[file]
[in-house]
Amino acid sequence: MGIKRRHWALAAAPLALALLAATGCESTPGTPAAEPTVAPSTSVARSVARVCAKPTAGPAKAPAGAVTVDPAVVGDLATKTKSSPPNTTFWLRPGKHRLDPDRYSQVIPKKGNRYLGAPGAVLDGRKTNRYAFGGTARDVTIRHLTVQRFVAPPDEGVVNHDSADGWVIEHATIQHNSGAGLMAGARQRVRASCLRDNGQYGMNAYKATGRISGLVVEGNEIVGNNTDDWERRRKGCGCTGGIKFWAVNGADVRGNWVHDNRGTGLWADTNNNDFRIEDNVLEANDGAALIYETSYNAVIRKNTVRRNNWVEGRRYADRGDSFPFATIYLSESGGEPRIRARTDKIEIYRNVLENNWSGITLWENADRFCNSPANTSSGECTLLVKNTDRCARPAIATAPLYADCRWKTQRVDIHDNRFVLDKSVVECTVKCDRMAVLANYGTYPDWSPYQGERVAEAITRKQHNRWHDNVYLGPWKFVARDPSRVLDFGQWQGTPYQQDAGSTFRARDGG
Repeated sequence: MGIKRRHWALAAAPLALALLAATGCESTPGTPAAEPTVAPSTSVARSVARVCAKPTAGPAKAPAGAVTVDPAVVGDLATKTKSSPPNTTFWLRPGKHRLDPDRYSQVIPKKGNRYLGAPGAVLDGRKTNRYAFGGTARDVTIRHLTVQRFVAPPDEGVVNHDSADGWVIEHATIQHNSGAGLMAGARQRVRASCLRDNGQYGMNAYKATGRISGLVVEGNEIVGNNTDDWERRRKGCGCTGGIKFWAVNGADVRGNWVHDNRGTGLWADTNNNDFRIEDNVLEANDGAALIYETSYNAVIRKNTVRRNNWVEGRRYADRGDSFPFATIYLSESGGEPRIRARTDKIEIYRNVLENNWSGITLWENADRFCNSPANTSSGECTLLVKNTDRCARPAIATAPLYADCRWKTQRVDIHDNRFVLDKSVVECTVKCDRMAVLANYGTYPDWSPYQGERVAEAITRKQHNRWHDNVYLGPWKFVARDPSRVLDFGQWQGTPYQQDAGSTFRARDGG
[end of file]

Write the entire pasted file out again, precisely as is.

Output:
[in-house]
Amino acid sequence: MGIKRRHWALAAAPLALALLAATGCESTPGTPAAEPTVAPSTSVARSVARVCAKPTAGPAKAPAGAVTVDPAVVGDLATKTKSSPPNTTFWLRPGKHRLDPDRYSQVIPKKGNRYLGAPGAVLDGRKTNRYAFGGTARDVTIRHLTVQRFVAPPDEGVVNHDSADGWVIEHATIQHNSGAGLMAGARQRVRASCLRDNGQYGMNAYKATGRISGLVVEGNEIVGNNTDDWERRRKGCGCTGGIKFWAVNGADVRGNWVHDNRGTGLWADTNNNDFRIEDNVLEANDGAALIYETSYNAVIRKNTVRRNNWVEGRRYADRGDSFPFATIYLSESGGEPRIRARTDKIEIYRNVLENNWSGITLWENADRFCNSPANTSSGECTLLVKNTDRCARPAIATAPLYADCRWKTQRVDIHDNRFVLDKSVVECTVKCDRMAVLANYGTYPDWSPYQGERVAEAITRKQHNRWHDNVYLGPWKFVARDPSRVLDFGQWQGTPYQQDAGSTFRARDGG
Repeated sequence: MGIKRRHWALAAAPLALALLAATGCESTPGTPAAEPTVAPSTSVARSVARVCAKPTAGPAKAPAGAVTVDPAVVGDLATKTKSSPPNTTFWLRPGKHRLDPDRYSQVIPKKGNRYLGAPGAVLDGRKTNRYAFGGTARDVTIRHLTVQRFVAPPDEGVVNHDSADGWVIEHATIQHNSGAGLMAGARQRVRASCLRDNGQYGMNAYKATGRISGLVVEGNEIVGNNTDDWERRRKGCGCTGGIKFWAVNGADVRGNWVHDNRGTGLWADTNNNDFRIEDNVLEANDGAALIYETSYNAVIRKNTVRRNNWVEGRRYADRGDSFPFATIYLSESGGEPRIRARTDKIEIYRNVLENNWSGITLWENADRFCNSPANTSSGECTLLVKNTDRCARPAIATAPLYADCRWKTQRVDIHDNRFVLDKSVVECTVKCDRMAVLANYGTYPDWSPYQGERVAEAITRKQHNRWHDNVYLGPWKFVARDPSRVLDFGQWQGTPYQQDAGSTFRARDGG